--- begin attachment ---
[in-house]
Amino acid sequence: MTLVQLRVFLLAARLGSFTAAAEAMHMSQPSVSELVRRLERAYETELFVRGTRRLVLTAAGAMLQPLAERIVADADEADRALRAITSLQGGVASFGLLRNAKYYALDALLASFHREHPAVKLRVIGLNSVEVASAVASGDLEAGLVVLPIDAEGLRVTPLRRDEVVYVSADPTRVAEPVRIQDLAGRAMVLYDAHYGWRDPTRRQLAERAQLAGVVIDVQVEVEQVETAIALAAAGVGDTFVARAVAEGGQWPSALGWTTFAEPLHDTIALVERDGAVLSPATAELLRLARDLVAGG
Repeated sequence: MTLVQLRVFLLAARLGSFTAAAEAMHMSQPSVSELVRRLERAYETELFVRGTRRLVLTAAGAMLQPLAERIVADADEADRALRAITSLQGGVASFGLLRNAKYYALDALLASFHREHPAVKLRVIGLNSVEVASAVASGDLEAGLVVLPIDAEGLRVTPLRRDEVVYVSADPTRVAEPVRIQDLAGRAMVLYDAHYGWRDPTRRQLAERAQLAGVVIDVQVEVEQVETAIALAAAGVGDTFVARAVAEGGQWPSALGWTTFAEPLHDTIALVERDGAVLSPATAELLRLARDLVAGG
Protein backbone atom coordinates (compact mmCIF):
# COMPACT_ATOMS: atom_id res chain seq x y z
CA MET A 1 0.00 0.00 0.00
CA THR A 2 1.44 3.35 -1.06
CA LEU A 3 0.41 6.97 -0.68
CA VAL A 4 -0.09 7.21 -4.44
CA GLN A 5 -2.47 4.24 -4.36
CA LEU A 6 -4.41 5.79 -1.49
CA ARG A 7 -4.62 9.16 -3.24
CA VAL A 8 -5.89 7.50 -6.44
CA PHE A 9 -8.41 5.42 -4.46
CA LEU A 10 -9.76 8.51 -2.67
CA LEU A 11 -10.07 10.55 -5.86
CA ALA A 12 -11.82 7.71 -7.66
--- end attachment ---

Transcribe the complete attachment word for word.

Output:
[in-house]
Amino acid sequence: MTLVQLRVFLLAARLGSFTAAAEAMHMSQPSVSELVRRLERAYETELFVRGTRRLVLTAAGAMLQPLAERIVADADEADRALRAITSLQGGVASFGLLRNAKYYALDALLASFHREHPAVKLRVIGLNSVEVASAVASGDLEAGLVVLPIDAEGLRVTPLRRDEVVYVSADPTRVAEPVRIQDLAGRAMVLYDAHYGWRDPTRRQLAERAQLAGVVIDVQVEVEQVETAIALAAAGVGDTFVARAVAEGGQWPSALGWTTFAEPLHDTIALVERDGAVLSPATAELLRLARDLVAGG
Repeated sequence: MTLVQLRVFLLAARLGSFTAAAEAMHMSQPSVSELVRRLERAYETELFVRGTRRLVLTAAGAMLQPLAERIVADADEADRALRAITSLQGGVASFGLLRNAKYYALDALLASFHREHPAVKLRVIGLNSVEVASAVASGDLEAGLVVLPIDAEGLRVTPLRRDEVVYVSADPTRVAEPVRIQDLAGRAMVLYDAHYGWRDPTRRQLAERAQLAGVVIDVQVEVEQVETAIALAAAGVGDTFVARAVAEGGQWPSALGWTTFAEPLHDTIALVERDGAVLSPATAELLRLARDLVAGG
Protein backbone atom coordinates (compact mmCIF):
# COMPACT_ATOMS: atom_id res chain seq x y z
CA MET A 1 0.00 0.00 0.00
CA THR A 2 1.44 3.35 -1.06
CA LEU A 3 0.41 6.97 -0.68
CA VAL A 4 -0.09 7.21 -4.44
CA GLN A 5 -2.47 4.24 -4.36
CA LEU A 6 -4.41 5.79 -1.49
CA ARG A 7 -4.62 9.16 -3.24
CA VAL A 8 -5.89 7.50 -6.44
CA PHE A 9 -8.41 5.42 -4.46
CA LEU A 10 -9.76 8.51 -2.67
CA LEU A 11 -10.07 10.55 -5.86
CA ALA A 12 -11.82 7.71 -7.66